Washington State baseball players were watching Indiana Jones and The Temple of Doom and reveling in what teammate Scotty Sunitsch had accomplished on a mushy mound in Eugene, Oregon, hours earlier as the Cougars’ team bus rolled through The Dalles Sunday evening, nearing the halfway point of a long and dark ride back to Pullman.
Sunitsch was still brimming, too.
“At least 50” family members, friends and former baseball coaches had contacted Sunitsch since he recorded the third out of the final inning of WSU’s 7-0 win over Oregon, beating Evan Williams on a low, out slider to cap a historic afternoon.
PK Park was the Ducks’ Temple of Doom Sunday afternoon and Sunitsch made it so.
With only 95 pitches, the southpaw tossed the 25th no-hitter in Washington State history. He became the 19th to do it solo and broke a 42-year drought by becoming the first pitcher to complete a no-hitter in nine innings since Eric Wilkins in 1976. Sunitsch joins Albert Hartman and Wilkins as the only three WSU pitchers to have dealt nine-inning no-hitters.
University of Oregon record books are incomplete, but it’s possible Sunitsch also became the first opposing pitcher to hold the Ducks without a hit. At the very least, he’s the first one to do it since UO reinstated baseball in 2009.
“It took a few hours to soak in,” Sunitsch said from the Cougars’ bus Sunday night. “Whatever I can do to leave a mark on this school before I leave, anything I can do means the world to me. It’s quite the honor.”
The history books will reflect this as Sunitsch’s second collegiate no-hitter. He got partial credit for a 7-3 win over Stephen F. Austin last season, as one of four Cougar hurlers to hold the Lumberjacks hitless. But that feat will always be denoted with an asterisk.
“People made fun of us because we gave up a few runs and it was a combined no-hitter, but it still counts,” said Sunitsch, who tossed a perfect ninth inning against SFA after Cody Anderson, Joe Rosenstein and Isaac Mullins pulled the Cougars through the first eight. “But this year it actually solidifies (it), a nine-inning no-hitter, so I think it’s pretty sweet.”
The fact that Sunitsch was still laboring in the ninth inning of a game he started ranks as the second most impressive thing to happen Sunday.
Sunitsch has been a jack-of-all-trades pitcher for the Cougars since his freshman season in 2015 – “I’ve had a lot of roles here,” he said, “so wherever they want to put me. I’ve been a reliever, closer, starter, long relief, short relief.”
With eight more appearances, he’ll match Kellen Camus (86) for second-most all-time at WSU. If he somehow reaches 11, he’ll tie all-time leader Steve Kost.
But the one thing the Cougars have never asked of Sunitsch is to pitch a marathon.
“I haven’t thrown nine innings once in my life,” he said.
But nine felt like seven for Sunitsch on his efficient 95-pitch day.
He stumped the Ducks with his changeup, he had his slider working – “(it was) sharper than usual” he said – and he consistently uncorked 90 mile-per-hour fastballs into the upper part of the strike zone, striking out the Oregon batters who couldn’t catch up to his heater or inducing fly balls from those that barely got a piece of it.
Sunitsch was four innings deep when hecklers wearing Oregon green and yellow began warning the WSU hurler that he’d yet to cede base hit. Mentioning a no-hitter while it’s in the making is one of baseball’s unwritten rules and WSU catcher Robert Teel purposefully avoided Sunitsch in the dugout to make sure he didn’t cause his pitcher any angst.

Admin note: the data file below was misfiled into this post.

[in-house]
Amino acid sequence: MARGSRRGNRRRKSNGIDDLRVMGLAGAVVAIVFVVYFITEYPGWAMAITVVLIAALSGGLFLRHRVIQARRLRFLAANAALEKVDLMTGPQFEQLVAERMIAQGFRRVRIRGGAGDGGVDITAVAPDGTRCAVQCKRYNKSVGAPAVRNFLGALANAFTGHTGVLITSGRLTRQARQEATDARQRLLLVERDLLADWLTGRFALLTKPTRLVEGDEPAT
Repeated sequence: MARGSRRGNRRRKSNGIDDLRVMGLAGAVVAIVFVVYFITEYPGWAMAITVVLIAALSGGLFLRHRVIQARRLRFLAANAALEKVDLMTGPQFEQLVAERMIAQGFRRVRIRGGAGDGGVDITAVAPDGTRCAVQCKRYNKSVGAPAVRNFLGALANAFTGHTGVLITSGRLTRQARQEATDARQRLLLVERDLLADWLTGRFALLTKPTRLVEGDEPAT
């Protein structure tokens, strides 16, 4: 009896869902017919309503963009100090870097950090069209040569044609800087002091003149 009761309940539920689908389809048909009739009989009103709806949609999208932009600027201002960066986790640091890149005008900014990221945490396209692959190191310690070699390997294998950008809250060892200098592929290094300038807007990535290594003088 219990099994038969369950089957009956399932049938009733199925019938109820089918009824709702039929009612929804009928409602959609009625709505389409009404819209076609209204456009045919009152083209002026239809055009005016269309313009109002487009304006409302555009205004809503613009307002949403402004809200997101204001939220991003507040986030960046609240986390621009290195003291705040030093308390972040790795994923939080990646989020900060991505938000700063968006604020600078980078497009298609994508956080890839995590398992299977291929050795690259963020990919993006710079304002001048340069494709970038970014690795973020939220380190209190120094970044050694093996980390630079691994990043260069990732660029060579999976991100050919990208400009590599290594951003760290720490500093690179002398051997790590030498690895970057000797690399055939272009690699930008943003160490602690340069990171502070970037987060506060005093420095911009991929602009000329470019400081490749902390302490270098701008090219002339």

“I was thinking about it, but I really wanted to just go, ‘OK, next inning, next inning,’” Sunitsch said. “And there was guys in the stands heckling me going, ‘Hey, you’re throwing a no-hitter.’ Giving me garbage from the stands, and it made it a little more fun.”
But the 6-2, 205-pound lefty plugged away at the Ducks, walking two and striking out a career-high nine. He pitched himself out of a jam in the bottom of the seventh inning, walking the leadoff batter and hitting the next man up to give Oregon two runners with no outs.
“I could’ve just easily lost my temper and gone downhill,” Sunitsch said, “but I got two fly balls and a strikeout, kept it alive.”
A younger Sunitsch may have lost the no-no right there, he admitted.
The Cougars made a few highlight defensive plays to preserve the historic outing, too. In the first inning, Teel sold out to make a catch in foul territory, colliding with the backstop as the ball fell into his glove. “He almost broke his knee for me,” Sunitsch said of the play. In the third inning, Justin Harrer tracked down a deep fly in left field that took him all the way to the warning track. In the ninth inning, Derek Chapman dove to snag a short line drive that nearly dropped into a pocket of grass in shallow left field.
“It pushes you to pay them back,” Sunitsch said. “I’ve been a position player myself, too. You sit there for the chance for maybe two or three plays a game. It’s a long game and you really want to sell out for your pitcher and once you see that on the field, that really makes you want to pay them back and support them, especially when they’re giving a lot of run support.”
Sunitsch, a Todd Beamer High (Federal Way) graduate who was born in Tacoma, said the muggy conditions Sunday’s game was played in gave him a taste of home.
“The wet mud was nice because I could roll my hands in the mud and get the ball muddied up and it would go wherever I wanted it to go,” he said.
Sunitsch, who was originally supposed to pitch in Saturday’s 2 p.m. game against Oregon, swapped with Cody Anderson to earn the Sunday start. His parents, Scott and Nancy Sunitsch, were in the grandstand when their son heaved his final strike across the plate.
“I gave them a big hug and my mom was crying a little bit, she was so happy,” Sunitsch said.
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